University threat to cut students

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Education editor

Angry university vice-chancellors last night threatened to cut the number of university places next September unless the Government reverses spending cuts announced in the Budget.

At a stormy meeting in London, they refused to hear a speech by Education Minister Eric Forth which was to have been read by a senior civil servant because Mr Forth is ill.

They tore up the proposed agenda and several threatened to start charging students fees to make up the shortfall in funding caused by the cuts. They also agreed to back the introduction of a new type of student loans scheme under which students would have to repay money for their tuition fees. At present students borrow money from the Government for their living costs but tuition fees are funded by the taxpayer.

The meeting of the Committee of Vice-Chancellors and Principals issued a statement saying that the Budget cuts of 31 per cent for building and equipment funds in one year were "catastrophic".

Gillian Shephard, the Secretary of State for Education, secured a better deal than last year for schools in the Budget at the expense of higher and further education. Ministers were anxious to stop a vigorous campaign against cuts by parents and governors.

Universities and colleges have been told that from next September they will have to raise a substantial proportion of money for buildings from private sources as part of the Treasury's Private Finance Initiative. Professor Gareth Roberts, the committee's chairman, accused the Government of cowardice in refusing to consider a graduate contribution to tuition fees. "Now we have no option. Either we get more money to teach our students or we must reduce their numbers."

The committee refused to hear Tony Clarke, deputy secretary at the Department for Education and Employment, and sent him away with this message for Mrs Shephard: "We are very concerned and upset over the severity of the Chancellor's statement, which we believe will have a catastrophic effect on universities in 1996/7.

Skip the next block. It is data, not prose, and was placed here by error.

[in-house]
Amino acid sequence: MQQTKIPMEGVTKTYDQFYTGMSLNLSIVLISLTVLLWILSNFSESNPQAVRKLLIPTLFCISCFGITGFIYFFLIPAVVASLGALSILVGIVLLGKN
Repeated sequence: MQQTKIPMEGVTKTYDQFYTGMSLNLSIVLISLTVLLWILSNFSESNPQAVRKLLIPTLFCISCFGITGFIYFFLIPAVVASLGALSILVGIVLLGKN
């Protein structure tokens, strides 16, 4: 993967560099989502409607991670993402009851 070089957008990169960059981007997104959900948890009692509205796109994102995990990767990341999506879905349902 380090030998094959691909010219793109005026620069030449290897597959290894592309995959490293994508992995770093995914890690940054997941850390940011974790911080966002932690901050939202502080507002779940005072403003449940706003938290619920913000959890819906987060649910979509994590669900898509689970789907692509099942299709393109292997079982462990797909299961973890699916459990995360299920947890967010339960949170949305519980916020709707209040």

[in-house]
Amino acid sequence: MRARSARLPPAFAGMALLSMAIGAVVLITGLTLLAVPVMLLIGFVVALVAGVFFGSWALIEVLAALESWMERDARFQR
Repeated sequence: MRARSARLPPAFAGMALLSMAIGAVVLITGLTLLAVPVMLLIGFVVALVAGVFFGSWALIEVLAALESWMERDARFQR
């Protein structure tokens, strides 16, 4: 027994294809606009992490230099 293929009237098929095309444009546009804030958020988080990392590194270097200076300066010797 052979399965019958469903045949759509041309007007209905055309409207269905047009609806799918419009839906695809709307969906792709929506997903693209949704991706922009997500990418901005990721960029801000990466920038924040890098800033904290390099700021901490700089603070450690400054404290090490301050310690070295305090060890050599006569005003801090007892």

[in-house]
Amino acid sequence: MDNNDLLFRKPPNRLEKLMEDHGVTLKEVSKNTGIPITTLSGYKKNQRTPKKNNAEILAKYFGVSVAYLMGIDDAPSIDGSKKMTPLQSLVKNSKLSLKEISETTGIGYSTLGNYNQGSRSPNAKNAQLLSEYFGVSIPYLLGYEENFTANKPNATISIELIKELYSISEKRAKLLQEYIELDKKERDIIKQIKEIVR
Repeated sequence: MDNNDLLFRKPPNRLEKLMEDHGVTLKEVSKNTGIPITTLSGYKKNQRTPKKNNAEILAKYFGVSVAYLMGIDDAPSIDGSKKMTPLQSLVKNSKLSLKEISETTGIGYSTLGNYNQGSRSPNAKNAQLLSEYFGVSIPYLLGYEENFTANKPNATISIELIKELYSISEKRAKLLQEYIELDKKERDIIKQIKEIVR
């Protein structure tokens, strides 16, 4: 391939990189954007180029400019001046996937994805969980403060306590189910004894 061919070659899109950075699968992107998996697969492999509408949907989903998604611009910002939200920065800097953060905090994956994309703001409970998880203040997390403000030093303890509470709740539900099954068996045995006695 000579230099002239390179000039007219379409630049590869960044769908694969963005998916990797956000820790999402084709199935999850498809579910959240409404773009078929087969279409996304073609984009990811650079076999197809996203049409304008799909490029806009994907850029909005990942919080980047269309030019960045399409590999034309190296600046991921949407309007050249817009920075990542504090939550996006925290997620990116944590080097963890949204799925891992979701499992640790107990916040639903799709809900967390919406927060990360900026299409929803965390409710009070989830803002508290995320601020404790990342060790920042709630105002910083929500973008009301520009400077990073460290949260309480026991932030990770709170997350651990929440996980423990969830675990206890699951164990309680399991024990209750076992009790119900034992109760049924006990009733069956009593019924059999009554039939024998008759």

"The Private Finance Scheme that is not well established, and which has limited applicability, cannot possibly provide the essential resources we need for our buildings and equipment. Even those things it could support cannot work when universities are not given the income stream needed to support the PFI initiatives." Universities receive a fixed sum for each student. Any reduction in student numbers would have to be agreed with the Higher Education Funding Council, the quango that allocates funds to universities.

A council spokesman said its board would be meeting next week to consider its response to the Budget. Vice-chancellors will meet again next month to discuss cutting student numbers.

The Department for Education and Employment said: "It has been a tight public spending settlement all round. Within higher education, capital funding has been reduced but current funding has been maintained. The higher education sector has been vigorous in pursuing partnerships with the private sector. So far some pounds 1.6 billion has been provided under the Private Finance Initiative.

No university is likely to go it alone and charge students fees but the committee's agreement to back loans for fees after years of indecision is significant. A Bill to privatise the student loans scheme is going through Parliament but it does not involve loans for fees.

The vice-chancellors' preferred scheme differs from the Government's because there would be no time limit for loan repayment and because repayments would vary according to income.